I would have gone to see Green Lung at this point, but sadly they were a last-minute withdrawal; Svalbard stepped in to fill the slot, but one of their shows was enough for one weekend for me. Instead, we caught the end of Gama Bomb’s regulation thrash in order to get drinks in prior to Conjurer. They were clearly amongst the most widely anticipated bands of the festival given the crowd that built for them, but boy did they deliver. What a show! With a cover of “Blood And Thunder” for the soundcheck, everyone was already in fine spirits when they started the set properly with a new song, before shifting back into songs from The Mire. The sound was excellent, with the likes of “Choke”, “Hollow” and “Retch” destroying all, and the performance across the board was brilliant, from Dan Nightingale’s mic-less growls in the pre-chorus of “Hollow” through to Conor Marshall’s whirlwind headbanging and crowd invasion. The band of the festival was unanimously agreed to be Conjurer by the entirety of the 10-person group I was with, and I’m sure most others felt the same.
Regarde Les Hommes Tomber 20:05-21:00, Eyesore Merch Stage
Now, I could have now seen Godflesh or Winterfylleth; I was tempted by both, but having seen each of them in the past, I felt okay with my decision to take a breather and get ready for Regarde Les Hommes Tomber. They unfortunately clashed with Conan, who I would have been very eager to see after their great set at Bloodstock, but I had been waiting to see RLHT since Roadburn 2020 fell through, and the two livestream performances they had done in the interim only made me more eager. In all instances, they were performing their 2020 record Ascension in full, and it was the same once again here at Damnation. Still, whilst I wouldn’t have said no to seeing “The Fall” or “The Incandescent March”, it took nothing away from an epic show. The songs translated excellently to a live setting, with plenty of weight to the tracks, and the vocalist’s dramatic stage show only added to the experience. Closer “Au Bord De Gouffre” was an emphatic climax to a top-notch hour of music, with only Conjurer beating out the French black metallers for my top set of the weekend.
Paradise Lost 21:00-22:00, Jagermeister Stage
Paradise Lost love their full-album sets, don’t they? Both previous times I’ve seen them, they’ve been going back into history, whether it be Gothic at Roadburn 2016 or Draconian Times at Bloodstock this year. At Damnation, they again were doing a full runthrough of Gothic; the band’s sound was generally good, but as someone who’s already seen this exact set and has never been particularly fond of Gothic, I was okay to sample a few tracks before again claiming a good spot for my last main event of the weekend.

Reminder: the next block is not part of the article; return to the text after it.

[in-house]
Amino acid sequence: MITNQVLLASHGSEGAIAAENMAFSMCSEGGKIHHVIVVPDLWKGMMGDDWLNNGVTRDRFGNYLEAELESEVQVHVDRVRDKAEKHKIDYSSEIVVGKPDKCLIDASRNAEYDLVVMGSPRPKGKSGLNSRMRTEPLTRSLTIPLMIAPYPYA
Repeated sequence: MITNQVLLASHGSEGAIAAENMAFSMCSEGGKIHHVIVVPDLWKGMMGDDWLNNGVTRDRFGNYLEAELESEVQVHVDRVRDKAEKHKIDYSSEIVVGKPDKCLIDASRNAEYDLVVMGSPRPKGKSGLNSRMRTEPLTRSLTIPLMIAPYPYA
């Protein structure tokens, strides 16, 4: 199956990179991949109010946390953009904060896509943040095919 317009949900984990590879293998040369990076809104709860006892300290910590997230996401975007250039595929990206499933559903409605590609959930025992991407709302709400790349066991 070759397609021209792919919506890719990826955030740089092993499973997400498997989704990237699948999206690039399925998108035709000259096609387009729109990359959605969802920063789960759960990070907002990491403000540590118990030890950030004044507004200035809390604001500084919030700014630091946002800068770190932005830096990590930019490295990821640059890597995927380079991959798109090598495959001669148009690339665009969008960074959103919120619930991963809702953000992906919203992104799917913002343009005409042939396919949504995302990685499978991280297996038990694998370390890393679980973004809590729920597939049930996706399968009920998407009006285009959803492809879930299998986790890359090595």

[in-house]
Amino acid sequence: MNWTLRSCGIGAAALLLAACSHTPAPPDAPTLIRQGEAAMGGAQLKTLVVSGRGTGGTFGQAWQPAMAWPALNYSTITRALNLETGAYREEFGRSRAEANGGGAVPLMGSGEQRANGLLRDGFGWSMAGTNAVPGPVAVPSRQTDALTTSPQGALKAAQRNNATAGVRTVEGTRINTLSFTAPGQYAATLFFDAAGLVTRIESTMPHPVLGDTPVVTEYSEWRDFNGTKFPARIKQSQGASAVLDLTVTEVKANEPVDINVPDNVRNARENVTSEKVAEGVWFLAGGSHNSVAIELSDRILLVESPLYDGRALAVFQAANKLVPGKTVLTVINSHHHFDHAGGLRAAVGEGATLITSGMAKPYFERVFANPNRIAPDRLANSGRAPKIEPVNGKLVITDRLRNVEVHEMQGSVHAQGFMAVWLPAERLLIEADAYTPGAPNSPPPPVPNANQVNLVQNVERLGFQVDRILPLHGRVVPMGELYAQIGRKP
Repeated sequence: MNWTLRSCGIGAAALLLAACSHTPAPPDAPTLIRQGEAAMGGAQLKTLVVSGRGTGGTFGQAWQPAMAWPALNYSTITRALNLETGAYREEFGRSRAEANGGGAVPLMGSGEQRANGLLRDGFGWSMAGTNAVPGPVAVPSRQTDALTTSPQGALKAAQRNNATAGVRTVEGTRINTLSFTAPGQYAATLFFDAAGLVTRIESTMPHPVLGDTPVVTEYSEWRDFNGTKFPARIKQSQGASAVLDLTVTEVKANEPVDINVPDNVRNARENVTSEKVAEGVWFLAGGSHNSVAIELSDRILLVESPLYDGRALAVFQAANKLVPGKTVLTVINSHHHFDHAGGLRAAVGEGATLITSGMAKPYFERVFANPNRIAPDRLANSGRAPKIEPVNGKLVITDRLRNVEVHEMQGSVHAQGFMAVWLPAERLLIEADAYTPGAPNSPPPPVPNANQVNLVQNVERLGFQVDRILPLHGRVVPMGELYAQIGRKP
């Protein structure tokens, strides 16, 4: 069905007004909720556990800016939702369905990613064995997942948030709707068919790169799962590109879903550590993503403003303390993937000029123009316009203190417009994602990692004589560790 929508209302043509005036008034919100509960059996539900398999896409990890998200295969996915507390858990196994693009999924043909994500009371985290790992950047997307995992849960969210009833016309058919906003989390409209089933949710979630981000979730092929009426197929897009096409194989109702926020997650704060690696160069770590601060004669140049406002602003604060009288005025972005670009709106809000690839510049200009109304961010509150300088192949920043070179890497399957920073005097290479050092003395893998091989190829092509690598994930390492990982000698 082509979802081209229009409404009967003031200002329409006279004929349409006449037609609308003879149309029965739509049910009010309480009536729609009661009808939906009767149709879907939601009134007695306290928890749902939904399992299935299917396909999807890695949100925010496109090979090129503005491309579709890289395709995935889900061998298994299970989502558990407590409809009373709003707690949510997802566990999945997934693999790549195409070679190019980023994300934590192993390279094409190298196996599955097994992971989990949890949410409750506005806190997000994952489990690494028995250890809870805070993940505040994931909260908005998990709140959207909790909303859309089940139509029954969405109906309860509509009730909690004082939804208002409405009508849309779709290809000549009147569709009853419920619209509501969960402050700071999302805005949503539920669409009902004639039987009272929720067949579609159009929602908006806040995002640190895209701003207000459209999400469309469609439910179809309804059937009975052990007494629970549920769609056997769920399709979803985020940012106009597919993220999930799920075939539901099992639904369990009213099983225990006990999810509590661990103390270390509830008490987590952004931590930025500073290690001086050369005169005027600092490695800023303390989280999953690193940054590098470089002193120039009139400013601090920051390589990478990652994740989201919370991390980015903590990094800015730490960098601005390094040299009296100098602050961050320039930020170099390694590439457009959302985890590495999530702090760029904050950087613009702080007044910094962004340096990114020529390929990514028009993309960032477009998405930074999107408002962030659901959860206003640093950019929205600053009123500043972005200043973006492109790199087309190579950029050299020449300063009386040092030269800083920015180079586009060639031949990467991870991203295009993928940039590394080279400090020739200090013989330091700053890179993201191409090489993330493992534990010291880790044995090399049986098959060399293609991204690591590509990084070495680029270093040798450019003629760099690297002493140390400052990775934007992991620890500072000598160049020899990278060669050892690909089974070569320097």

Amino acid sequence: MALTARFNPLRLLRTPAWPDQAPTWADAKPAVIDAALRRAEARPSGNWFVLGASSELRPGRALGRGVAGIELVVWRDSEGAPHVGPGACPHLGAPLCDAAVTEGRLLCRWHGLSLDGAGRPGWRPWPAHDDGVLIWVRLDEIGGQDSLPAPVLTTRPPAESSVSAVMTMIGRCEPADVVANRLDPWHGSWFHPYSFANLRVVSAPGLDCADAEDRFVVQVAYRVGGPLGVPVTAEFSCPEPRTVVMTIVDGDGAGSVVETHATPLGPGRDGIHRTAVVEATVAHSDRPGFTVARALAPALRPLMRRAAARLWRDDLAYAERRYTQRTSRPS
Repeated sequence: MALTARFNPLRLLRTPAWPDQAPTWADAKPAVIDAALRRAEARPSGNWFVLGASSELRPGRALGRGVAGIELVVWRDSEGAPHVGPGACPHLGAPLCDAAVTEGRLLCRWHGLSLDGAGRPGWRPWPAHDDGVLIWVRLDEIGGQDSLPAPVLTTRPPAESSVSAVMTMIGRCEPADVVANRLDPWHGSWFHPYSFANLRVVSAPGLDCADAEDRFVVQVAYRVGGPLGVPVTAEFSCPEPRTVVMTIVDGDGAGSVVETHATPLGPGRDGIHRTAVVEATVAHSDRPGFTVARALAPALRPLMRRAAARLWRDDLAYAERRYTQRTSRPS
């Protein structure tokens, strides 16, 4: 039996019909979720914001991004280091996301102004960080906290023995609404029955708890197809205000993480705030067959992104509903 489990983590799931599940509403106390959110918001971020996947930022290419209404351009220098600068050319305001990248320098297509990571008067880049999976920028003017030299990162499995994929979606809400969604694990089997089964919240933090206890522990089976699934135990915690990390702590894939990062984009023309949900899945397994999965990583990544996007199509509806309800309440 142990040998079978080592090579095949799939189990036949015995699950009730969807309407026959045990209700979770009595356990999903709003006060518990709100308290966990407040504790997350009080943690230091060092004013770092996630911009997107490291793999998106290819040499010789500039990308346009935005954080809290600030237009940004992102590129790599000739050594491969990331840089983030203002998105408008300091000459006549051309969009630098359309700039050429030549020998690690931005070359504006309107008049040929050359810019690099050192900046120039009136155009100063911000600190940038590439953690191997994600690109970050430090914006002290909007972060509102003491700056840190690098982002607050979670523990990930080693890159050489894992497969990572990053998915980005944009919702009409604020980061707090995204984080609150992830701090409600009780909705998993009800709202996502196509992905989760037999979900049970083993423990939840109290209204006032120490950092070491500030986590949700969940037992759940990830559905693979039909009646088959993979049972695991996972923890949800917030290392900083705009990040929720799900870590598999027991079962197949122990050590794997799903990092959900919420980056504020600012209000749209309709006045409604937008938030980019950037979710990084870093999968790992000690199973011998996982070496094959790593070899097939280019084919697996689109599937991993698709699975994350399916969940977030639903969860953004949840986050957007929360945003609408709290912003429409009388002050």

Year Of No Light 22:00-23:00, Eyesore Merch Stage
The second French band on the Eyesore Merch Stage in succession, Year Of No Light’s brand of metal was of a less aggressive and more atmospheric form than Regarde Les Hommes Tomber. With an even foggier stage than some of their contemporaries at Damnation, YONL kicked off with Ausserwelt’s “Hiérophante”, my personal introduction to the band, before primarily focussing on material from this year’s Consolamentum. Perhaps it was fatigue, but whilst I enjoyed the great wall of sound conjured up during the course of this hour, I was slightly less taken with it than some of the sets that had preceded it. Still, all those guitars and drums made a hell of a noise, and the overwhelming nature of Year Of No Light made for a rousing experience.
Esoteric 23:00-00:00, Cult Never Dies Stage
Less painful a clash than the Conan/RLHT conundrum, I was still left with a tricky choice to close the day. Most Damnation attendees made the choice to watch the headliner Carcass on the main stage; in most cases, my decision to opt for Esoteric would be considered baffling, but hopefully on Metal Storm there are some that understand why I returned to the Cult Never Dies Stage to end the day with a slice of funeral doom. The sound was thankfully much better than it had been for Urne, or at least the music was more built for the acoustics of the room, but the huge, trudging weight of their sound translated well, even if there were relatively few left to witness it. I must confess, half of my interest in seeing the band was to once again see the wonder of Greg Chandler performing with a headset instead of a mic stand; something about someone pulling ‘death growl’ faces without a mic stand in the way offers me a degree of amusement. Ultimately though, I was a little bit too tired by this point to fully appreciate Esoteric, but they still made for a good conclusion to an excellent day’s music.
With a surprisingly smooth coach journey back to London out the way, I was left to ponder on a strong weekend’s worth of music. The Friday night pre-show was a nice extra, but ultimately it was Saturday when the real highlights came. Conjurer, Regarde Les Hommes Tomber, Dvne and Bossk had to be the pick of the bands that I found time to see, although I was slightly gutted to miss Conan and Evile (who clashed with Urne), and heard very good things about the latter’s set. It seems a shame to have to say goodbye to the Leeds Student Union as a venue after only discovering it as, aside from the issues on the Cult Never Dies stage, the sound was good for the large majority of bands. However, Manchester provides new opportunities, and I’m sure they’ll have facilities to allow similarly great performances to shine. For those interested in trying out Damnation Festival for themselves, the first bands to be announced can be seen below; if you do attend, I may see you there next year, as my first experience of the festival was excellent!
||Written on 17.11.2021 by Hey chief let's talk why not|